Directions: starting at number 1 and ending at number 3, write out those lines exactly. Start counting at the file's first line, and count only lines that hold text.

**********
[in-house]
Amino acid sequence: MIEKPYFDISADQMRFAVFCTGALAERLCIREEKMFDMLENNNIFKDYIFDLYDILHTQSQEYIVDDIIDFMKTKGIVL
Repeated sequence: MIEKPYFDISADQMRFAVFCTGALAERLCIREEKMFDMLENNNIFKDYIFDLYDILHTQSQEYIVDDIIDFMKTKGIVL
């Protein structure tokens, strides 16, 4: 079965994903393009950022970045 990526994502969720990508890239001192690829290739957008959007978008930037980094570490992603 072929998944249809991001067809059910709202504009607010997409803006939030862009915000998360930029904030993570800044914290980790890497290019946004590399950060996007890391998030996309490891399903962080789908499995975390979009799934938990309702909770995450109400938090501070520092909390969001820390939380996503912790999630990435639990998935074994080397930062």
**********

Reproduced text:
[in-house]
Amino acid sequence: MIEKPYFDISADQMRFAVFCTGALAERLCIREEKMFDMLENNNIFKDYIFDLYDILHTQSQEYIVDDIIDFMKTKGIVL
Repeated sequence: MIEKPYFDISADQMRFAVFCTGALAERLCIREEKMFDMLENNNIFKDYIFDLYDILHTQSQEYIVDDIIDFMKTKGIVL